A confirmation agreement is a document you sign that “confirms” your commitment to repay the loan related to the agreement. Some lenders may require this agreement because of your insolvency declaration. If you file for bankruptcy when you receive relief, the discharge ends your personal responsibility to repay these debts. If you want to keep the vehicle and you owe money and stop making payments, the lender of that loan has the right to repossess the vehicle. Even in bankruptcy. This may take a little longer to go bankrupt, but if your lender is a pawnholder on the title of your vehicle, you must pay the credit to keep the car. Therefore, if the lender has to repossess the vehicle, if you return to a difficult period and you no longer make payments, they can send the balance or the difference between what you owe the loan and its sale price, reduced by the cost of the vehicle at an auction, to recover that balance. (2) After filing your bankruptcy forms, you must send the intent form to your car lender. You should also call your lender and speak to the bankruptcy department. Ask them to send you a confirmation agreement. Bankruptcy law requires a Chapter 7 debtor to decide what he or she wants to do with debts secured by personal property such as auto loans. The debtor must either “keep the property and assert guilt,” “cash in” (i.e.
keep the car and pay for everything at once) or “abandon” the car. If the debtor wishes to keep and/or must keep his car in a Chapter 7 filed in California, which is most often the case, the lender can ask the debtor to sign a confirmation agreement. A confirmation agreement effectively forgoes its bankruptcy relief with respect to these debts. The purpose of a confirmation agreement is simple. It gives a creditor the opportunity to sue you in the future, even if you got a discharge in Chapter 7 of bankruptcy. Therefore, any lawyer for the bankruptcy of a debtor should be hostile to any confirmation agreement. Before you opt for the best procedure for your confirmation agreement, contact your local lawyer. Once you know your options, you can make an informed decision, which is in your best interest.
For more information on dements, please see:Confirm your vehicle in Chapter 7 of A or what I should expect at my confirmation hearing? A confirmation agreement creates a new binding contract in place of the original car loan. The reason why a confirmation agreement is a potentially disastrous contract for the Chapter 7 debtor is simply this: if, in the absence of a confirmation agreement, you have experienced difficult times, after your bankruptcy proceedings have been closed in Chapter 7 and your car payments have resulted in a default, the lender could repossess the car. The lender still has a pawn on the car. But what is important is that they could not sue you for the “lack” between what you then had and the value of the car. A confirmation agreement establishes a brand new contract, binding after bankruptcy, which allows the lender to sue the creditor in the event of withdrawal after its bankruptcy. You simply sign a confirmation agreement because most vehicle rental companies require you to keep the vehicle. If this is the case, you would prefer to keep the vehicle without confirming the credit. This is called the “Ride Through” option. You would simply continue to make your monthly payments for the loan, keep the insurance up to date and once you have paid the loan, you will receive a free and clear ticket for the vehicle. But if you couldn`t pay at any time or decided that the vehicle should no longer be retained, you could simply abandon it and have nothing to do with it.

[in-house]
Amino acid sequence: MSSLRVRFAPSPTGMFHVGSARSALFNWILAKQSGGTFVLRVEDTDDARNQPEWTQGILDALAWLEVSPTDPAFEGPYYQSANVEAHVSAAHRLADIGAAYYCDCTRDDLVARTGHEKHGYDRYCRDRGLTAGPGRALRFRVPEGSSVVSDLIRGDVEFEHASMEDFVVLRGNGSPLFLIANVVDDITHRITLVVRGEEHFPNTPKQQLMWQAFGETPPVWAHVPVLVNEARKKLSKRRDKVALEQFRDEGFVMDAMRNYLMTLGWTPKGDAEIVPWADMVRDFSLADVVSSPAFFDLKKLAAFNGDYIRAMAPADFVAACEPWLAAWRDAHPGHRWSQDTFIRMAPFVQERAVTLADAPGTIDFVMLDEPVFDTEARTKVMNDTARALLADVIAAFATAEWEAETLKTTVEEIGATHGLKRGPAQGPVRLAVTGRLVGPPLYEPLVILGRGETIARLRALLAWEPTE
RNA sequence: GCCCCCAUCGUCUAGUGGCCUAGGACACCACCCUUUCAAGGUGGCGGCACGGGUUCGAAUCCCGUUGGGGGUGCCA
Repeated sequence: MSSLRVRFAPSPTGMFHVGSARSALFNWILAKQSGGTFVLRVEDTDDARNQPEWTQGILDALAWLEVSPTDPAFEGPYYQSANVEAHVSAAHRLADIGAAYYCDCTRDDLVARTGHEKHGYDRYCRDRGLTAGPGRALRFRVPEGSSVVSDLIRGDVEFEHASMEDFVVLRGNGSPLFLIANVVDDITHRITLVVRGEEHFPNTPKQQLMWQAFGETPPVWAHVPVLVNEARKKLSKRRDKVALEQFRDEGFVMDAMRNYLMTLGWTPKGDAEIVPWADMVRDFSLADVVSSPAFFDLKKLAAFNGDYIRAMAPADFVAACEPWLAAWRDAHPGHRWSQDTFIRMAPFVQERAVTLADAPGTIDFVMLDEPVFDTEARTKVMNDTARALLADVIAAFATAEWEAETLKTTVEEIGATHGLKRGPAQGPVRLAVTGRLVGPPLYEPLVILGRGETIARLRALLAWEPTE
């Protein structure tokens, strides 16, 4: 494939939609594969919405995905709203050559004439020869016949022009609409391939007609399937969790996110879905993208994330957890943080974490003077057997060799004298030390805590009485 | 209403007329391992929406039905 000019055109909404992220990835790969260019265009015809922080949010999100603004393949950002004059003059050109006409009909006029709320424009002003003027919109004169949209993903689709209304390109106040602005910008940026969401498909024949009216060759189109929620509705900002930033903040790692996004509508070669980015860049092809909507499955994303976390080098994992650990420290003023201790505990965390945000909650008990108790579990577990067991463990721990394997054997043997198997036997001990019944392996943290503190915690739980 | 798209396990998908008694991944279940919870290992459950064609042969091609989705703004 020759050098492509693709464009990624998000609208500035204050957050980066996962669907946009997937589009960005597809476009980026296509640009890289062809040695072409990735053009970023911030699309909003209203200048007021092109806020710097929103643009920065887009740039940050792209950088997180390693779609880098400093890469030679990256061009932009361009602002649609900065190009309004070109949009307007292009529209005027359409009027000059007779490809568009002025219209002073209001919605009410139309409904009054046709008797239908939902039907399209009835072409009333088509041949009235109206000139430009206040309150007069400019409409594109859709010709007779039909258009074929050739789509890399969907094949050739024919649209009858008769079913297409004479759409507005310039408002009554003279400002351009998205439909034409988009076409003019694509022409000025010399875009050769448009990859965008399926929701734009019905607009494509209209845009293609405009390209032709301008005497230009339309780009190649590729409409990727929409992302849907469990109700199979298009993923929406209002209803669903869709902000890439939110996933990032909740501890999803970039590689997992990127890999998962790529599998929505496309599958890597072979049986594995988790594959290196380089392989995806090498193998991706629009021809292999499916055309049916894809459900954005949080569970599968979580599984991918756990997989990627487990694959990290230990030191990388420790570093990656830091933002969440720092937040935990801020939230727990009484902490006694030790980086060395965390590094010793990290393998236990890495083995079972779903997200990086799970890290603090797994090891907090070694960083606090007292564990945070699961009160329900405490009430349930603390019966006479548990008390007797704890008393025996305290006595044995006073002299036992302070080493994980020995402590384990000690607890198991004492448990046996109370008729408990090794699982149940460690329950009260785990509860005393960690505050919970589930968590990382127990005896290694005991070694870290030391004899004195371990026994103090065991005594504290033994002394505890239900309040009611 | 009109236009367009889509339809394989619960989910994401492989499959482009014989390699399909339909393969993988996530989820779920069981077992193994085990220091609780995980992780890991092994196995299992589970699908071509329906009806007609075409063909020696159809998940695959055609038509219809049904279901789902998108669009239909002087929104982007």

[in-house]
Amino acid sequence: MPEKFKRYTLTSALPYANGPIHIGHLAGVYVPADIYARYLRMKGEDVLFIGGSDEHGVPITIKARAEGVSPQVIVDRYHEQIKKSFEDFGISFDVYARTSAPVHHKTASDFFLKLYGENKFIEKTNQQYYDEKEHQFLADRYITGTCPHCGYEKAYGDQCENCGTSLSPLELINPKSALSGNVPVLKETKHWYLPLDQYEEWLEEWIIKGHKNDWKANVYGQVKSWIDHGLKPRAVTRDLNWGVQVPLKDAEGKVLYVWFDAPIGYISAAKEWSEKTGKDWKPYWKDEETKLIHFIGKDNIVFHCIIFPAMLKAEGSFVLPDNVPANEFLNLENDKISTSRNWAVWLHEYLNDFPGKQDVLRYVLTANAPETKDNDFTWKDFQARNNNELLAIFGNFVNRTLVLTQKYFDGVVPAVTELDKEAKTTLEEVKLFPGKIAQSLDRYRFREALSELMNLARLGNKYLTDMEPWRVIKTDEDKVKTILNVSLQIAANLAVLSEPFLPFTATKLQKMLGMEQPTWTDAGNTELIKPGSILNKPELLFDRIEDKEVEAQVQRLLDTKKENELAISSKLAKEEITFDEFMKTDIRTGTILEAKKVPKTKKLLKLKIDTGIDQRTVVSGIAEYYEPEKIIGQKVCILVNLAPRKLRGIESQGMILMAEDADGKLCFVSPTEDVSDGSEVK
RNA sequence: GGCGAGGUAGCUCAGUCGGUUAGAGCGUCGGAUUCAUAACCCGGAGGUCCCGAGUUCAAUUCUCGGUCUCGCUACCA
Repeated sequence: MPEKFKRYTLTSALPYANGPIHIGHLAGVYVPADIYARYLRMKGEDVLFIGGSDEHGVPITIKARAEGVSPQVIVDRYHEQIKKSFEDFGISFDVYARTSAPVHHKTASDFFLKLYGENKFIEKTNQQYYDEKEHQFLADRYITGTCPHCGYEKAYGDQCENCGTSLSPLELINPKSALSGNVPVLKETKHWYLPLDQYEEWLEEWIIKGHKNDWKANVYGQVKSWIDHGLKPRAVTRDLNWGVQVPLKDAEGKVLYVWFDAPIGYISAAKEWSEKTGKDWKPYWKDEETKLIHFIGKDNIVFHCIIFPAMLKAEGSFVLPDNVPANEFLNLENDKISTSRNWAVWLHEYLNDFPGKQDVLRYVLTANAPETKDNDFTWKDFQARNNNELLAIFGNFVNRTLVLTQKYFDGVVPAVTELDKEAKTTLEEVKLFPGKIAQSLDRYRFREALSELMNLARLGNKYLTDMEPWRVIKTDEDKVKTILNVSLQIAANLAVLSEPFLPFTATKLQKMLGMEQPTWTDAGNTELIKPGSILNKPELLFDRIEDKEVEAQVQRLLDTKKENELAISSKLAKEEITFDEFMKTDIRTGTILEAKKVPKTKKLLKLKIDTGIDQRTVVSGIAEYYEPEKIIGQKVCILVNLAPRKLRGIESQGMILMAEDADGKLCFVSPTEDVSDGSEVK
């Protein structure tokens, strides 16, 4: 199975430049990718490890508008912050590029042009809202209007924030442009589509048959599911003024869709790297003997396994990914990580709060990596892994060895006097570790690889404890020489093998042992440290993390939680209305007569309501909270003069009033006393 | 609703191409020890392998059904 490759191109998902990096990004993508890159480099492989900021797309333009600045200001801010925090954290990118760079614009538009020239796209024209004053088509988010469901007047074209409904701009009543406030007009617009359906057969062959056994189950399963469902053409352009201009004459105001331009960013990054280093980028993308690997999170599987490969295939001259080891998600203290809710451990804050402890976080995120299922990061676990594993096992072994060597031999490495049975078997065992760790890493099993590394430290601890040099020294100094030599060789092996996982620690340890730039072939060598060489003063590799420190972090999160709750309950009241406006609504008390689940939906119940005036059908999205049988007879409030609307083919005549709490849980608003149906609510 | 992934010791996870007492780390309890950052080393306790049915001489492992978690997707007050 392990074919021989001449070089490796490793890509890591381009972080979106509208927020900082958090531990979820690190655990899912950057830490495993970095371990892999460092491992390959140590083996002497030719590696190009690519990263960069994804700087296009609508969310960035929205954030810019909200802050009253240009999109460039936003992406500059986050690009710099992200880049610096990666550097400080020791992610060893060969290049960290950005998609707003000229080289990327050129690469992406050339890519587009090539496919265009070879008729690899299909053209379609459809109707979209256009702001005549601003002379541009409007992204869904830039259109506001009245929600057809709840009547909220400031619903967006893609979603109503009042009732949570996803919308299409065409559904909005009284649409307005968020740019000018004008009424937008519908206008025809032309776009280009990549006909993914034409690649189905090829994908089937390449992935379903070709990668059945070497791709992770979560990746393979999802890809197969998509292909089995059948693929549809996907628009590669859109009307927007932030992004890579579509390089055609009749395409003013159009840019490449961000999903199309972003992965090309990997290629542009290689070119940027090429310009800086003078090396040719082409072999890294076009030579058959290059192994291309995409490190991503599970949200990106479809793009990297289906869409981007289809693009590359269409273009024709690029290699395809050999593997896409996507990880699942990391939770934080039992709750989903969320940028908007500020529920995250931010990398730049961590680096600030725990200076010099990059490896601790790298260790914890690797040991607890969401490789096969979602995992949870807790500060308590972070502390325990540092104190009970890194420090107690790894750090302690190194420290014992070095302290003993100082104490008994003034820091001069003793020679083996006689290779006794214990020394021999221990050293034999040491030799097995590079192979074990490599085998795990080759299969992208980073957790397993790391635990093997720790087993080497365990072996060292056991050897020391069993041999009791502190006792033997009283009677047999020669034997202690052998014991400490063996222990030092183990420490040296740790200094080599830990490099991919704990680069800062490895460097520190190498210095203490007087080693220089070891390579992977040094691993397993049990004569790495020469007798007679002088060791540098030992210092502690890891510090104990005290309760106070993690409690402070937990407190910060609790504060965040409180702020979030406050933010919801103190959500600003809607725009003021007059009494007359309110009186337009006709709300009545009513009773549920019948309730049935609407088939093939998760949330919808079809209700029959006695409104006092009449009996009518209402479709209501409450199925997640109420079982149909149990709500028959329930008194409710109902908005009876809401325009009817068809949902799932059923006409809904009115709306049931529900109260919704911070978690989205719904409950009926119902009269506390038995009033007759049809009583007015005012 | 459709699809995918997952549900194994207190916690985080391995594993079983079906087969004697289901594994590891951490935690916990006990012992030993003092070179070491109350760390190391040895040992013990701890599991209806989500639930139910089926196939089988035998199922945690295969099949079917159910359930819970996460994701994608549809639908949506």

You would not be liable because the debts for the vehicle loan would have been commended in the bankruptcy proceedings, since you had not signed a confirmation agreement excluding this discharge credit.